The State Energy & Environmental Impact Center studies and supports the work of state attorneys general in defending, enforcing, and promoting strong laws and policies in the areas of climate, environmental justice, environmental protection, and clean energy. But what exactly is a state attorney general, and what do they do?
Each state and territory in the United States has its own lawyer who represents both the state or territorial government and the public. These lawyers have a variety of responsibilities and powers, which include advising, defending, and bringing actions on behalf of state agencies; enforcing state laws; and serving the public’s interest. These lawyers are—you guessed it!—state attorneys general.
The role of a state attorney general is unique for a few reasons.
The primary role of an AG is to represent state agencies in court. But the powers of an AG can and often do extend beyond this role: AGs take many different actions to protect and represent the people of the state, which empowers AGs to respond nimbly as administrations change and issues evolve. The Center’s “A Role for State Attorneys General in a Just Transition” report provides an illustration of this by identifying how AG tools like enforcement, public education, and advocacy can be used to help promote a more just transition as the energy sector moves towards clean energy and away from fossil fuels.
Additionally, AG authorities vary considerably by state or territory.
Each AG has a staff that makes up the state’s Office of Attorney General—abbreviated as OAG or AGO, and sometimes called the Department of Justice (DOJ) or Department of Law (DOL). In addition to lawyers, who usually have a title of “Assistant Attorney General” (AAG), an AG’s office may also include economists, scientists, librarians, communications professionals, and other non-lawyer positions. This video by former Maine AG Jim Tierney describes the structure of an AG’s office.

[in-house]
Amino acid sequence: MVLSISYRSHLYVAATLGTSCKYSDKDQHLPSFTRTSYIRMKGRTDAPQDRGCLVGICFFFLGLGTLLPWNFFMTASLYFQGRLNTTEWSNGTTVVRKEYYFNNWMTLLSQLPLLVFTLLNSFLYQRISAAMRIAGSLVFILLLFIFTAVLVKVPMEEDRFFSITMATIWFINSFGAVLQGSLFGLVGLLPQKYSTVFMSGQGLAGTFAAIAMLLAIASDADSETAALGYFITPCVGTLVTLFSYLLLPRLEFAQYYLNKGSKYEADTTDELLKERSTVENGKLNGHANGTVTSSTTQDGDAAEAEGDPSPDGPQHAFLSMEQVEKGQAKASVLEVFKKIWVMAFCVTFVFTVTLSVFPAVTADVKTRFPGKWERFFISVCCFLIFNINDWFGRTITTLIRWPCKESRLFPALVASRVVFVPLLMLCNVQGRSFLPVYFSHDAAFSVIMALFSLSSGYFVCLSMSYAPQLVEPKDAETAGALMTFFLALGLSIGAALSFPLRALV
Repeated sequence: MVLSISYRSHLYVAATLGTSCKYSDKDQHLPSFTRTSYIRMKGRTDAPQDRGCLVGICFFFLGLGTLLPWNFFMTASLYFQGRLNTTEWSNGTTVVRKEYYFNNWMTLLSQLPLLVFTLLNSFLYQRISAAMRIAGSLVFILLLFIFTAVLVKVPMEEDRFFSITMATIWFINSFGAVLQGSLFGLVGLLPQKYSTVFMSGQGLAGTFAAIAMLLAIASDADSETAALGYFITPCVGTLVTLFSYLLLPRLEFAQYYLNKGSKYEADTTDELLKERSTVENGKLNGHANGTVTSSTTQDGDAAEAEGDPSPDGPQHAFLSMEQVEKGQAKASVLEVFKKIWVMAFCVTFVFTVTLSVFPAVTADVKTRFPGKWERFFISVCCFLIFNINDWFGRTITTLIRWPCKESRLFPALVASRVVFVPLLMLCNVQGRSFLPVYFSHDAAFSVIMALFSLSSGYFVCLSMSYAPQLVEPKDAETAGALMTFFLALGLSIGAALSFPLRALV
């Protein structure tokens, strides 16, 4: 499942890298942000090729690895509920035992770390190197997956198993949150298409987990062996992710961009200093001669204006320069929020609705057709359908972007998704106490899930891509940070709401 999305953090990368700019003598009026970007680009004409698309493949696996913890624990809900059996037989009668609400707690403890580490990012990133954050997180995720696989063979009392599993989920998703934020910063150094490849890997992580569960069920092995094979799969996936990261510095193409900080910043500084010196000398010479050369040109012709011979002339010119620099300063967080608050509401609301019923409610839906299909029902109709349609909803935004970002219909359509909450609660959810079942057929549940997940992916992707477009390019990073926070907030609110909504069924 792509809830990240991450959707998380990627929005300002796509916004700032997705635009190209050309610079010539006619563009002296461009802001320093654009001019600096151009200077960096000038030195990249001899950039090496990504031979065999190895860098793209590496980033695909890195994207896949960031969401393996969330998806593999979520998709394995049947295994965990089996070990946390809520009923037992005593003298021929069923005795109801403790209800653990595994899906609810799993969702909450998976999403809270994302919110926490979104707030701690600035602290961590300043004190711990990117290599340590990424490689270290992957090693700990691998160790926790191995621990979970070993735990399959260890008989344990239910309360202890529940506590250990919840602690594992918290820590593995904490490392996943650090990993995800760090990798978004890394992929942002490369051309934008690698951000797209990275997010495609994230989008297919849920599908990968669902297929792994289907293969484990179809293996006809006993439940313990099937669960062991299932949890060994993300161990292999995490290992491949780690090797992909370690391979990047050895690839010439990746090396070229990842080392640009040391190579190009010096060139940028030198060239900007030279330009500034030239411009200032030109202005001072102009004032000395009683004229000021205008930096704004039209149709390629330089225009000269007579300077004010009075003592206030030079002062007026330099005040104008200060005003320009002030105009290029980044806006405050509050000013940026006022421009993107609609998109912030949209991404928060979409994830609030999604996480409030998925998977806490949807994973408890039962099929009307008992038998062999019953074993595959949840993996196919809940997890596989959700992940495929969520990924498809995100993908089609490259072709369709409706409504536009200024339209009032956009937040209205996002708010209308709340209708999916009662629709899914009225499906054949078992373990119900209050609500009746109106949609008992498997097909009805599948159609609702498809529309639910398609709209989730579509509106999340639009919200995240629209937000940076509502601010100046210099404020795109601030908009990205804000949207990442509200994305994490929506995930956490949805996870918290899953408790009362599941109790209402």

Who is my AG?
From the National Association of Attorneys General, a nonpartisan national forum providing collaboration, insight and expertise to empower and champion America’s AGs
Nuts & Bolts
So how do AGs get into office? This, and many other parameters of the office, vary by state. Most AGs are elected by the general public. A handful are appointed by the governor (see this paper for a deep dive on the relationship between state AGs and governors), or selected by another state body. Most AGs serve a term of 4 years, though some states’ terms are as short as 2 years. Limits on the number of terms an AG can serve also vary, with some states limiting by total terms, some by consecutive, but most not limiting the number of terms at all.
- Attorney general is often abbreviated as “AG”
- The plural of attorney general is “attorneys general”
How do AGs get in office?
All but those listed below
- Appointed by the governor
Alaska, Hawaii, New Hampshire, New Jersey, Wyoming, American Samoa, Puerto Rico, U.S. Virgin Islands
- Selected by secret ballot of the legislature
- Selected by the State Supreme Court
How long is an AG’s term?
- 4-year term
All but those listed below
- 2-year term
- 8-year term
- No term length specified (but AGs are appointed by the governor)
Alaska, Hawaii, New Jersey, Wyoming, American Samoa, Puerto Rico, U.S. Virgin Islands
Are there term limits?
- No fixed term limit
All but those listed below
- 2 total terms
Arizona, California, Florida, Michigan, Montana, Nevada, Pennsylvania
- 2 consecutive terms
Alabama, Arizona, Colorado, Kentucky, New Mexico, Ohio, Rhode Island, South Dakota
- 4 consecutive terms
What are the eligibility requirements?
The rules around who is eligible to become AG—including requirements for residency length, age, and bar admission—vary by state. See NAAG’s Attorney General Office Characteristics resource for more information.
Source: “Attorney General Office Characteristics” from the National Association of Attorneys General
AGs have a wide variety of tools that they can use to protect and defend both the people and the state. Our AG Actions Database gives a good sampling of actions AGs have taken in the areas of climate, clean energy, and the environment.
One of the primary roles of an AG is to enforce the law. They often do this through filing lawsuits or taking other enforcement actions against companies and individuals that violate the law. Though AGs do some criminal enforcement and prosecution work, most states limit their AG’s criminal jurisdiction, so AGs typically focus on civil matters.1
Representing the Public